The Lawton Constitution from Lawton, Oklahoma on August 26, 1963 · Page 6
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The Lawton Constitution from Lawton, Oklahoma · Page 6

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Monday, August 26, 1963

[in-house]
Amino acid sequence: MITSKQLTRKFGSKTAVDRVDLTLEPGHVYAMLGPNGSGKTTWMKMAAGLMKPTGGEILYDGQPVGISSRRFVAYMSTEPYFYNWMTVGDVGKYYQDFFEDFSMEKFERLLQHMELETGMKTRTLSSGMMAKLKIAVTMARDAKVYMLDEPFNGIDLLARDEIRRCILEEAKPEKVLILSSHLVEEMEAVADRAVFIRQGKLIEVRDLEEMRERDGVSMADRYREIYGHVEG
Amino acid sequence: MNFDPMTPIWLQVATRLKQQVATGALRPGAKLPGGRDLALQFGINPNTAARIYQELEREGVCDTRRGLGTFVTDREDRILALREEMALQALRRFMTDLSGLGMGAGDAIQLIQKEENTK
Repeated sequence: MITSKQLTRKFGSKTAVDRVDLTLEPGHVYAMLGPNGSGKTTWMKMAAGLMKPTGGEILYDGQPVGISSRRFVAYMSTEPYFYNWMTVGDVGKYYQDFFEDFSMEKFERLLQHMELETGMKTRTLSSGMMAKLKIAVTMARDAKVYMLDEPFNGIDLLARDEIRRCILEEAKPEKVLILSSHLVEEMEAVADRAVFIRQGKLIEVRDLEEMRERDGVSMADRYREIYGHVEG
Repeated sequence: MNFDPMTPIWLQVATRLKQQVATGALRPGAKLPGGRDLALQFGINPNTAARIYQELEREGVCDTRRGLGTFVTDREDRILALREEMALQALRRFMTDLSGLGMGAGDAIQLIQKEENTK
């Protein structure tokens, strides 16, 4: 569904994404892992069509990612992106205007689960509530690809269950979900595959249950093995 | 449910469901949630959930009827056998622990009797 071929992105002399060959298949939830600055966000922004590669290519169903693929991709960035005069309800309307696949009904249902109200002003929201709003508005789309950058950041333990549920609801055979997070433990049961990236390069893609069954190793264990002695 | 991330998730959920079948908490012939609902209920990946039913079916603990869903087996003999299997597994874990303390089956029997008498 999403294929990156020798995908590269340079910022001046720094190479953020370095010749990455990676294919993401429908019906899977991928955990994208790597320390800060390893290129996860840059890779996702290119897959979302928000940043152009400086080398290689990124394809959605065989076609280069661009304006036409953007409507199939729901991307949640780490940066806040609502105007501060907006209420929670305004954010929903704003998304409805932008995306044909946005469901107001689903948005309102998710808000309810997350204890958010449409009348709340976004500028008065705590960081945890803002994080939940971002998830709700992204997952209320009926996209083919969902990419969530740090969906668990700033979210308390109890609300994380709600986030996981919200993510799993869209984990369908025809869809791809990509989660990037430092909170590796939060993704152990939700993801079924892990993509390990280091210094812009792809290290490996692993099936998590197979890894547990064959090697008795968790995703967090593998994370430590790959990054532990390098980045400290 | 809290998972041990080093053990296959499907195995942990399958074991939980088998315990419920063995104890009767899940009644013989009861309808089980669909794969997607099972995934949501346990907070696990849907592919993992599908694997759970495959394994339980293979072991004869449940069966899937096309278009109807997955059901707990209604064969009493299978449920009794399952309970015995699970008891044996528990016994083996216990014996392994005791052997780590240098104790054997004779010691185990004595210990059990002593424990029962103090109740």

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£ THE LAWTOfl'CONSTITUTION, Monday, August 26, 1963 The Lawton Constitution NED SHEPLER, Editor and Publisher BILL F. BENTLEY. Business Manager I'tL) IU\LS10N. MoauElKS ECI101 : W. K. RICt. Jui; BUUSfiJ. Advertising Mmmpcr Vromotlon Moramr W D. HARCRAVES. H. O. ,\HLSaO-\G.ER, ·"·' 'Mechanical Superintendent Clrculnrjnn Dlrocloi ' Published tvc-nlngs Murtday Thmuffn Friday ol tnch Weett ··* ' at Third and A Avcnuo. Unu-lnn OKlannmn · ' ' Membei ol the Oklahoma I'l-i. 1 .*TM A*9uc1nuon and J' Southern tfcwxna;icr Publishers AsscclnMori - ' ; DIAL (all departments) EL 3-0620 V Member ol Audit Bureau ol Circulations MEMBER OF THE ASSOCIATED PRESS Bv;BASCOM N. T1MMO.VS rhp A'ssucioiod I-rrM is -nulled «clu;tvel.v';fcm! me ror rc-puoilcaucm'.;- 1 ''^-\SniNGTOiN' -- Proposals for '[·innii-hi' '° cl ° '" ? "' ! Dr '" toi ln lhls "'""""flE?::" "'?" TM a11 AP no °" '·" -pay niis'es for persons who draw '.N.I uovcrtisnt win ot acccplca irocu.AK'^ni'iiqn men on-irmnKcmi their ,'SSlarics from t h e United The or dis nv-mlnn ol Ihc Like Badmintonj II could be that Gcu. Thomas ^jitwjKcr, commarirfer'xj our- Strategic Air Force, is a badminton player. ' U could be that Sen. Barry Goldwnler is a badminton player. .. . . li could be that Sen. Homy Jackson is a badminton player. Beca.«. J leer of the palace in which the Chairman was'.-reported"'tb have ''defeated" Secretary of Siato Rusk. AndJW thren named ari '( ,. -^ .· 'i.one liaj'.only rc'benliy.been passed ·. ·'-..- :: i - ' ^ : - ! b y Congress arid which one is i '-merely-.'!!, bluep'rim for future- legis- if.Jation.' 1 ;-'-' ·' ' , - ; There, "is Ihe :-CUITCIII . pay boost. ;for lha 'military; 1 up and down the line, oii wh'ich there was almost unanimous opinion that it is well- deserved. Modest hikes lor rank and file civil service come frequently and legislation for that outstanding criiic.s oT the proposed Ifivtksxl nuelear test-ban .of" all sorts can al ways use a -little more money. v ^n quite a - d i f f e r e n i category is the recent report of llic Randall Lrc.'iiy. .^. .. ,' -: . ' Commi'.tee, which recommended ThL'iv's a saying Ihat you can "U-LL^i, majr-s'^-liaracwi^-by extremely generous salary niises the way be ploys "tunes " '," ~$ : '?*-IJv · · · - · . - ' · " for Ihe elile in ..all three branches If ih.il is true, the world migh, vci^-eli'' examine 'how o f ' i l h e Federal Government. Khrushchev plnys badminton as a clue to how ho plays internal ional politics in matters such ns the lest bnn. The f i l m s clearly show Dint badminton. Khrushchev style, ·is played with no net and no lines, .\ikiia mei i e^-'',-slovid in one place on a thick oriental wrpgjSaifij insisted rjfcfU Secretary-.-., . l i o n s of the commissi Rusk hit the bird back lo liinjit -He thenlbi-ocqeded lo^iaJIi' · " ' Clarence. B. Randall, it to Iho rug and claim the poinp"- t-'-'?" \ ·-- /;. .'· Could be t h a t General PowefC'Ji'n^ genaiore GoldwniVivind Jackson sec something similar/m'tKe.'w-H.v the'.i'esi ban'ireaty is sot up. -·$' ''.X'' .''V ',' Isn't there something onr-sid$Tn the-'eHminai-ion of"ins'|X?c- WIlKKi: M1UTAKY and civil service pay raisei; lake in millions of men and women, j'.isl 1,6-10 persons in ihe highest of pvlielons were covered in ih.e recommenda- :sion headed by industrialisl. 'Some -of these are career men, some -are holders of political plums. . · : The Randall' Commission was appointed by ' "President Kennedy January and "-asked lo consider tion which plays into Russian oRf^ds .IU^T'CIS ittudi as'liiuing three subjects. (-1) appropriate lev- thc b a d m i n t o n bu-d lo Khnishpn^^forehand? v Mnybc .tn'a:''3 : els for pjceculive salaries: i.M HIP what the cynics have in mind. -"-'' f^':'- :-. '" -- i-ehlionslup b'eiwe.'n c.yecuiive snl- River Of Ideas Each month the Small Business Administraiion prints a fat pamphlet loaded wilh brief- abstracts describing recently patented gadgets, gizmos and whsinots that are looking for a manufaclui-er. For instance. August's booklei contains such ideas a.s: A remote conlrol de\'ice for starling a car and turning on Its healer from inside the house. A baih ml) w i l h a side or end door to allow a disitblcd per- fon ;o enier and leave wirhoui eflon. A rhree-dimonsional pa|)er doll. ' ' A can f l a n e n e r [or home or commeroial use. A glove for volley ball players. A manually operated shoe shining machine. An improved back plaster. aries and those payable 10 career employees; (3) the relationship be- iween executive salaries and lhos paid :o members of Congress and ihe judiciary. I t i.- probable t h a t Presidou Kennedy was surprised at Ihe recommendations o) from 50 to ·100 nor cent pay niises for occupants of blue-ribbon posts in Ihe executive, department. A good guess is t h a t the President will trim them down in any proposals tor increases .lhai he may make lo Congress. . ' ·. Under the Randall recommendation. Cshlnet mvmbers would be raised "from S25.000 lo Sn.OOO per year and there would le a six- level scale, running down 10 S30.- "^r^r*. - . V-: - ' * \ j v * vill never WcTTtTo' trjnt o^'day "agaW. bul some of them nre going lo make fortunes Tor Ihoir inventors. ;5ome of them may even change our way of l i f e . ft*; 'ITXraO and-SI000. In n i l cases ihey Arc q u i i o sleep jumps. IT IS TKliK lhal some mm ac- ccpi cabinet posis at lower rale U . . i . t h a n they would accept similar nTivino' Anipriran j° lw from p nv;i1 ^ indusuy. TO um- J I A ^ J l l J L X I ^^ J- -V .I..I I \_ri JLV_/ (-ILJL ,., , . , , . ~ e^ Cilbini'l appolninionls bring » That our land breeds healthy longevity is dcmonslralod not . '«-' 1 «r \V^y o f - l i f e , even ,11 the only by the rpccnt 102nd birthday of Amos Alon/o Slagg. " P-Vsenl .-going rales, than ihey IcxHbiill coach u n t i l he was f9, bin also by (he lOO-year-old AmeriCcMi auihor, L-ee Meriwelher, who is indepcndcnily making his first Kuronoan tour of his srcond ccnluiy. He is now in London and will go to Par^ and Madrid, which he ];isi saw on muleback in 19x. Owwstrauiaii MrriwrtTier has lived a fulsome l i f e as reporter, author* lawyer, aYid world 1 traveler. Variety has indeed been for himy"iho spjco^of-lifo." For Slagg, football was a way of preparing; 'oung Jiion for life. No Prejudice A Brooklyn College student, spending a year at the university of Nigeria, proved to be a personal peace corps. Stephen Spielman chose to eat and dress as the Nigerian siu- dcats did. he look along a library of 150 worthwhile paperbacks to loan, and h;id studied cxlcnsi\*ly Ms'owp- country's, background in democracy, lie became so well liked that he, was voted Vice-President of the studen'f Tody. against an' anti-American antagonist. He or somecirie^sjmilirly resource- lul should he asked by the government 'to found a training school for students going ;o foreign universities, Pad dlin Perm an ent o The controversy regarding disciplinary action in the schools was settled once more in Dothan, AUbsma/ivhere the. school board ruled lhal a teacher could stay, despite protests .from ]T parents. They claimed "excessive whipping of children and discoiirleous treatment jf_-,parejits.": The teacher, Mrs. Edith Burdeshaw, was defended by more lhan T5 parents. Apparently many parciiLS IS'^itfome'disciptine" continued in the schools or substituted for.-Jhcip own Jack of .training. It is 100 bad that a teacher caniWspehci her major lime in imparting knowledge. o:;/C:'. * ' :.' Coin Eaters Parking m-eters. vending machines, juke boxes, coin collectors, toll booths, are betn2,jbliimed 'for' the shortage of coins in the U.S. All keep...coins out of circulation for a long time, some for always. 1-lowcver.'the .government urges free spending. If merchants Ond sfamiUes .begin to hoard their 1 small clinnge. it will be catastrophic. Pity the poor minis, oul of which the Treasury^ is squeezing every nickel possible -- 55 irillion coin.'-, since lp.-,. · .- r . · · .. Tea Party Tea used to be considet L edin'"tfus 'country a "sissy" dhnk. He-mules would noi touch it. 1-Iowevcr, ..ih'e picture has cliang- cd. Even truck drivers roll^up lo their higbway stops and demand iced ten in hot woSfthcr'iin'd often hot ten, instead of coUee, on icy days. Over. f I3.S,jmlliun pounds .ot lea.were-im- making, them low men on the, to- ported hero last year, (in^crease Of ljr, over 1961. Huve tea- 1iinn ""'" '" ' f c ° ala " u 1 -^" mm °" rf "drinking wives subverted their husbands? The answer is iio; smart merchandising and .clever, .highly .expensive .advertis- Jng have boosted the lea market" It canTJe done with any- havc had". a n d : a larger salary t h a n - iliey earned. There is liitle gitxnids for belief that more generous financial troal- meni would greatly, or at all. re- ·sult in Ihe bringing in of men of betier calibre. II n.'muncnuion is the deciding point ihen if Govern- 'men! raises salarin.s undouhlcdly .private, industry would boost ils accordingly. Some upgrading ot pay in Ihe top- .rodoval goveiTinicnl posts is necessary, but doubling a Cabinet mcfmber's p.iy would be overdoing it. This objection also applies lo . olher ivcommendaiions of the commission. The salaries recommended by Ihe commission Jor Justices of t h e United Si;iics Supremo Court tSCO,- 900: up from XK.OOO) arc out of all reason, especially in view of the rcliremenr al full pay guarantee -which goes with the job. Perhaps the best case of all can bo made for an increase in me pay of senators and representatives. They have expenses of campaigning, they must of necessity maintain rwo homes, they must travel lo and from their Stales or districts, the demands for entertaining visiting constituents in expensive _ Washington continuously grows. But Congress also has a very generous retirement system and Ihe 535.000 ihe Randall Committee recommended was S5.000 a year more than most members of Congress had expected. ALTHOUGH only two positions are included and the total sum in- . significanL.il is not easy to justify the increase from the present S35,- 000 per year to the Vice President and Speaker of the House of P*ep- rc-seniatives to $60.000, plus allowances of 515,000, up $5,000 from present fringe benefits. Most people jusl do not think of the offices of Vice Paesident or Speaker,, whoever ihe occupants may be, as S60.000 jobs. Yet Congress would not like to vote salaries to Cabinet mem-bers and Su- .pi-ome- Cotuv-Justices which are . higher man those of the Vice President and Speaker. In facl senators and representatives also see the Randall report 1em P ole ' m its'salai'y recommenda- Uons wilh Ule same c° nl P erlsalion . Thoughts For Today He »'lio lius the SUIT-lias lid-; he who Jias not thu Son hits not life.--1~ Jbliu 5:15. In darkness there is no choice. It is. light .that enables us to see the differences between things; and.it is-Chris! that gives us light. -J .C. .and A. W. Hare, heads of certain agencies and even 'some bureau .chiefs. . . . . There is a_..lot of protocol and some injured feelings involved in raising salaries for the top-salaried ..men in Government · which does not,prevail- in private industry . where -salaries '.»customarily are ·based on 'profits. . Qs And As Q--Who wus khowji as,; the Man of Macedonia 1 '? -.-.·-".'-'· A--Alexander the Great The Middle Of The Road Is Sometimes Hard To Find Sylvia Porter Mnrv McGrorv Teller Strong Foe Of Test Ban WASIIINfiTi.i.V -- Dr. Edward Teller. Ihe f a t h e r of the hydrogen bomb, spent all of one day voicing his opposiiion lo Ihe lost-ban t r e a l y in Senate hearings. Hi; was a lOO-mpgaion wiincss. His scientific t f p u i a i l o n would be cnnuRh 10 guaranu'e him a hearing. Bui Dr. TclliM' i=, adrii- tionftlly. a formklHhle presence. ·Hi! looks at Ihe world wilh picrr- ijig grey eyes Ilial g l i n t and flash under lu.xuria.nL, overhnnging eyebrows. He speaks with a slighl accent in a flow of rheloric t h a t carries all before ii. lie mesmerized t h e Si'nalors for over an h o u r - w i l h a maslerly review of Ihe nasly surprisop ih,-|| havn al!ei:ik-d our progress in a thermonuclear world. Ik spoke withoul a prepared s l a i e m e i i t or ?\'en notes . l-li laid wasie to t h e n r g u i n i ' n t s for ih" trealy. Ho evm criiii-i/"tl Ihe way it was w r i t i TM . "I wish i t had been irion? cleverly d r a f l ^ c l . " he said in a cdmuellini; asitln. He put. his fingi-rlips logi'lhrr. Jeaniyl in his chaii 1 issuing nrlmir- ably [ornicd sentences l i i a i seemed desiined for lablels of stone. He smiled seldom, most notably when Snn. Heurge D. .Aiken IR., V t . i , who went lo .Moscow lor 1he trealy signing, asked him if thc-re ^'ns an u l t i m a t e wrHpon l h a l would -.ripe oul 'he whole iiuman raci-. int. TELLKK'S lean, intense cnun'.enanC' 1 brightf-nixl, and he said there was no such I h i n g and ho d i d n ' l t h i n k there ever would be. Oihoni'ise. whorever he looked out from under Ihc d"nse foliage, of his ?ypl)ruivs. he saw rack and ruin for t h e United Slates. "\Ve may hp able to save our chins," he said. "We mny he able lo SMVO our r r l a l i a l o i y capacity, rind I h e r e f o r e w may k'nil kirce lo Ihe a r g u m e n t t h a i we cnn hit back and Iberetore Ihe Russians will nnl h i t first." Dr. Teller has no f a i t h in pur i n l i ' l l i g i ' n c c ,ry.i|pm, he said sev- MIRROR Of The MIND iiy .msrcrii WHJTNKV Sliuulil HilMrvn |, (uhl n l K M i l (Imlli? AIUWIT: The avrrage child six or seven veal's old is renriy lo face Ih" faci of death. Anlhropolo- gisl MaiT;;in;t Mead believes l h a l ··iv oviM-proleci chilriivn from Ihe cxporience of death, and authorities generally feel that ovoi-proU'c- tion is as f u t i l e as It is h a r m f u l . Almost every child has kniTwn Ihc death of a bird, a pet. even a rcla- live. Any fanciful explanation of such an obvious fact m i g h t well bo more f:'ighiening t h a n Ihc simple and unescapable truth about dentil. con! moix 1 . in proportion l'i income, thiui uncov'cred families. The i-L'iili/^ition of rciirr'tnrni needs, and of opportunities for financial indrin.Mirlence oponed up by a pension, s t i m u l a t e s t h e mo- liv'o to MIVC in ollic.'! 1 forms, such as seeurilies, l i f e and h'-allh insurance, saving accounts, purchase ol homes, etc. Do poll-Ions family snvin.p;? * Answer: N'o. the opposite is generally Hue. A sludy of Ihe National Bureau of Economic Research found that families covered by pension funds save almost 50 per Ciin mi a d u l t incri.niMi his I. CJ.? AMSWIT: No. Intelligence is 1Jie n b i l i t y to leum, and Ihis ability lo learn remains constam, b u t learning itself can increase daily, l i m i t e d only by Ihe desire, determination and ambition of the individual. Sludy, reading, observing, travel, and ecen conversation, can increa.se an individual's learning anc! store of knowledge wilhout raising his early peak of. menlai maturity by a single poinc in ULs f.Q. rating. Dennis The Menace ernl limes. A j i h o u g h h« said at tne point he hoped his remarks would not be interpreied as. crilicaJ of Ihe Central Intelligence Agency. But his principal largei was the Secretary of Defense. He began several sentence? wilh a forceful, "Secretary McNamara lias lold you." m a k i n g ihe n a m e sound like an expleiive, Secroiary McNaniara, said (he scienlific genius of the former bead of Hie Ford Motor Company. is :h? kind ol a man who would test each purl of n car w i l h o u t ii-siing thf whol" cai- before of- fei-ing it to a customer. VltKHK IS no sulisiiluie. Dr. Teller said, for atmospheric sting in the development of our missile defenses. Mow many atmospheric losls would l)e required he did ml say. The only reason Ihe Russians w a n t the treaty. Dr. Teller said. is because they nre so far abend in missile defenses. lie said they don't need (o lesl in the atmosphere at Ihc momenl. The Iroaly, he wid. would tie our hunds in the development o( an ajiti-rnissile dcfenw' system, drive n wedge between us find our allies and even hamper us in the peaceful uses of nuclear power. "If you ralify this treaty, you will give away Ihe safely of lhls country, you will have increased tlv; chances of war and. therefore, no m a i l e r whal Ihc embarrassment may be in rejecting the '.reaiy. I earnestly ask you to do so." Sen. Hubert H. Humphrey (D., M i n n . i , who also helped sign the. Irealy, professed himsrll to have been "very much moved" by Dr. Teller's eloquence. SEN'. WALLACE F. Bennelt (R.. Ulfihl told Dr. Teller his information was "more impora.it than any we have heard." Offstage, Democratic proponents of Ihc Ircaty were less shaken lhan they had appeared by Dr, Teller's forceful emniry. They have other scientific witnesses, who, as President Kennedy pointed out, disagree wiUi Dr. Teller. And Senator Humphrey said, "He's right. There have been a lot of surprises in science, bur there have been a lot of political surprises, too. Ten years ago who would have guessed that Russia and China would be at each other's throats." SWll GtM. No MATTER WHO wife. N AH' OAO GST* ' ' Yesteryears (From the Constitution Files) . 10 Years Ago Dr. Leslie T. Hamm is named chief of staff of Comanche County Memorial hospital . . . Actress Elaine Slewarl takes the side of. Christian Dior, French designer, who s.iys girls should go back to the flapper age and wear shorter dresses to show a little more leg , . . Mrs, Clara J. Kelley, Com- nnche Counly Home Demonstration Agent, serves as judge for the home economics division of the district fair at'Apnche. 20 Yeurs Ago . A huge British air armada, open- Ing what may be a ''Hamburg" offensive .drop 1,500 to 2,000 tons of bombs.on Berlin ;n the heaviest raid .of the war on the German '. capital .-.. Members of Rho Kaopa . Gamma, sorority have slumber -. party, in the home of Miss Virginia Zorger. . . · 30-Yours A|fO Local, grocery store lists potatoes-at 45 cents for'15 pounds and '. 40 to'60-pound watermelons .for. 15 ·cents and 29 'cents . . , - Mrs, Luther Cannon and Miss Isabel Vandemark return from a two. week stay i n 'Chicago. -. . . . . Dollar Threat Sparks Trade Deficit Fight "I HOPE AN'D pray Hie time w o n ' t come when we would have 10 devalue ihe dollar." Federal Reserve Board chairman William McChesncy Martin told the House Banking Commillee recently when its members pressed him to discuss what might happen if we in the United Slates do not slop spending Far more abroad than we are earning abroad and do not drastically curb the resultant drain on our gold reserves. "It would not be the end of the world, but it would tnko years lo recover and would cause slowing down of world trade and our trade . . ." This threat oi "devaluation of the dollar" lies at the heart of Ihe grim battle we are now waging 1o slash Ihe deficit in our balance of pnymenls. Thus, it's time an effort was made to explain in simple language Ihe bafflegab of de.v;i!ualion. Because we have been running in ihe red in our financial accounts with other nations year alter year, our foreign creditors have built up over S20 billion of dollar claims, much of which they can convert into our gold any lime they wish. BECAUSE WE are hanker (o the world and ihe U.S. dollar is ihe pivoi around which all other currencies revolve, we stand proudly ready lo sell gold OUT of our reserves lo qualified foreign owners of dollars at the price nf S3ii an ounce which Congress sot almost 30 years ago. Because qualified foreign government and their central banks owning dollnr claims against us have asked for 59 billion in gold since 39-1S and have drained S3D5 million oul of our hoard so f n r Ihis ye.'tr. f u r gold simply has shriveled :o well under S16 b i l l i o n , lowest since 1939. Because ihe deficit in our balance of payments has soared I h i s year in the face of a d m i n i s t r a t i o n assurances i h a t we were drying u p tin" red ir,k. worry nbour our dollar's integrity has been mounting. Thus. Ihe fight lo control i'no ourflow of dollars and gold from the U.S. has become urgent. The Federal Reserve System is deliberately boostir.2 short-term in- leresl ral»s in the U.S. so our foreign creditors will he willing ;o keep their dollars invested here i* Childs in comparatively attractive U.S. securities. Also lo hold dollars in the U.S.. the Central Bank has authorized U.S. banks to pay ns much as -1 per cent to big depositors on certain short-lc?rm funds. The White House is pushing a controversial "penalty" tax designed to discourage U.S. inves- lors from buying foreign securities and adding :o the flow o( dollars into foreign hands. These are the three latest moves made in Ihe battle. IN ADDITION", Iho administration is vigorously promoting our export trade so we can earn more dollars abroad on sales of goods. A campaign is on to boost tourism in the U.S. lo narrow ;he huge gap between what American tourists spend abroad and what foreign tourists spend he-re. Increasing amounts of our foreign aid are being :i»d lo purchases of U.S. goods by those getting tr · funds. An open goal now is major reduction in our net defense spending abroad and in olher types of overseas spending. Most significant are the elaborate, defenses we have created in coopemtion w i t h foreign rentral banks against currency speculators and rhe extern to which we are using the defenses. The arsenal to defend the dollar is impressive nnd there are still more weapons ir. it. bul. nevertheless, the 1%3 d e f i c i t in our balance of payments has ballooned. And as our payments problem nils the front page of ihe na'ion day a f l e r d a y . t a l k about "devaluation" as rhe u l t i m a t e solution is spreading. \Vr are no; going lo devaiue the U.S. ri'H;ir in 'he .'orr-seeablc f u t u r e . Only las: m o n t h . President Kennedy rcpo.irnd his pledge of 19SO. again nf 1K1 and ag.'u'n of TEW-' in Ihese words: "This n a t i o n will m a i n t a i n ih(? dollar as nfwi ;K gold, freely in- torchang"iih|f w i l h gold at S3.i an ounce, rh" foundaiion-siorn 1 o' Iho free world's trade and payments sys'fTi.'' There's no qualifying phrsS'-- ni'rr. Vet, despite t h e repealed pledges, m i l l i o n s of Americans are askins: V\Ti;u is d e v a l u a t i o n ? How eould i! h" done? Why doe? any one favor devaluation? Tomorrow's c o l u m n will answer these questions. Rockefeller Reluctant In Test Ban Support -- Of all the anguishing decisions over the tosr- ban I r r a l y that of Gov. Nelson Rockefeller reached probably the highest point of "yes. but" tension. The governor was for ratification bul only, he indicated, because t h e prestige of the United Stales had already been so solemnly commii- ted to il. Parr of the story behind the Rockefeller dilemma is the con- flirting advice of rhe experts with whom :he N'*w Yorker is always p l e n l i f u l l y supplied. One of thf experts is Henry A. Kissinger, director of defense studies for H a r - vard and top specialist in preparing ihe Rockefeller Panel report in 10"x-! calling for defense expenditures far in excess of those of the .Eisenhower administraiion. Kissinger is for rhe test-ban treaiy w i t h fewer reservations, he has indicated, lhan Rockefeller. Bul Edward Teller, chief opponent of the test-ban treaty, was a member of the same panel and he has continued a close connection wilh ihe Rockefeller brothers. HF: f^ consultant to LAurancc Rockefeller a-s head of Rockefeller Brothers, Inc. This family company illustrates Lhc powers of. proliferation of the fabulous Rockefeller wealth and the shrewdness o; Laurance and his brothers in moving into new defense and'space defense-related firms usually long before ihe investing public has seen ihe potential for growth and profit. As a spokesman for Laurance ex-plained it. Rockefeller Brothers, Inc.. is a sporting oprrarion. Teller's role is to point up the possibilities in new scientific developments as they relate to extraordinary weapons and space techniques. Then on a finding of P.ocke- felier Brothers, Inc., one or more of the brothers makes an investment, The investments this has led to include Itek, which has had a. swift growth in electronics: Marquardt Aircraft: Thiokol Chemical Corp.; Geophysics Corp.; Electronic Teaching Laboratories: Nuclear Development Corp.. and many others. Time magazine reported four years ago that an investment of 5202,000 in Marquaixlt had zoomed to S5.200.000 when the firm started making ram-jets for the Bomarc missile. An investment ol 5500,000 was worth, after a merger, $4,200,000 'Ji Thiokol stock, Tbose were 1959 figures. SOME JTEK shares acquired for as low as S2 went to $315 and Time said the the- Rockefeller paper profit was. $10,000,000. At one point the Rockefellers financed the McDonnell Aircraft Corporation in St. .Louis. .But,, according .-to Laurance's spokesman,, they no longer have an .interest .in. this .company which has become one of, the- larg-. esl and most successful in Ihe ·.nation... ' f ·: '...'. · . -.-. · ;· · · . '· " Teller ..has been-. active in. the Geophysics- Corp. " and casually connected with M s r q u a r d r . according 10 ihe spokesman. But o;i;i:e apart from his connection \viiii this comer of the RcH'k-rfeller empire, his fcal :n comhnr.ing ihe Ire-ny has been unfjaggin-^. He has worked ;iroii?ssly 10 iry lo convert waven'i-s LO his viewpoint. As SOIT from here GnveiTior Rockefeller was :OITI b e t w e e n Teller and Kissinger. The l:ii;er. quiot and sofl-spokon wilh only a sliTMht trace of the accent of his native Germany, is in marked contrast lo ;he fiery THI.-r. Kissinger is freo^mly listed as Rockefeller's principal advisor on defense. On Txaurance Rockefeller's por- sonal staff is retired Air Force Colonel T. F'. Walkowic?.. \Vn]l.:o wicz had 'A leading rolo in weapons research and developmem at t h e time of the grea: ronfiic: when Teller overcame 1 J. Robert" Oppen- hoimer and earned iliu day fcr developmcni of t h e H-bomb. Teller coni.ribured largely lo forcing Oppenheimer out of government on a loyally charge. \Vnlkowicz is also believed to have been a factor in the Oppenheime: 1 opposiiion. f; is as "father of ihe H-bomu" ihat Teller has won a wide hearing lor his wair.ing thai weapons development must not be checked in any way. THE ROCKEFEUJCR brothers' defense panel, on which Kissinger, Teller ^nd Walkowicz served, recommended a massive shelter program. The cost of the program was put at an initial S10 billion. In his testimony before the Senate Foreign Relations committee this week Teller said he believed the Soviets were pushing 1 a shelter program. He went on to say thai by moving quickly into the shelter field this country could soor. overtake the Russians and be in a far stronger strategic position. Governor Rockefeller's statement on ihe test-ban trealy reveals the way in which he wrestled wrjth his conscience, with bis advisers shouting advice on the sidelines. Bul he did in the end, with an almost-pajnful reluctance, come down for ratification, In Oklahorn a Attorney Gen. Charles" Nesbitt asks SS.o'flO- lo-S10.000 to-invesd- gale.gambling. For S5.000 he'll discover who is playing poker: for S10.000 he'll, find- out who's wining. Governor. Bcllmon suys his administration, is : "just as inlevesled as- anyone" in curbing gambling. And quite a bit more' interested than most- gamblers. The central-purchasing--agency proudly, .reports' .the slate..pays only-6;.cents-for 15-cent lightbulbs.. 1 Personally,' we. havcn't/seen. a'15-. cent light bulb in years except on 'a Christmas... tree. . · f t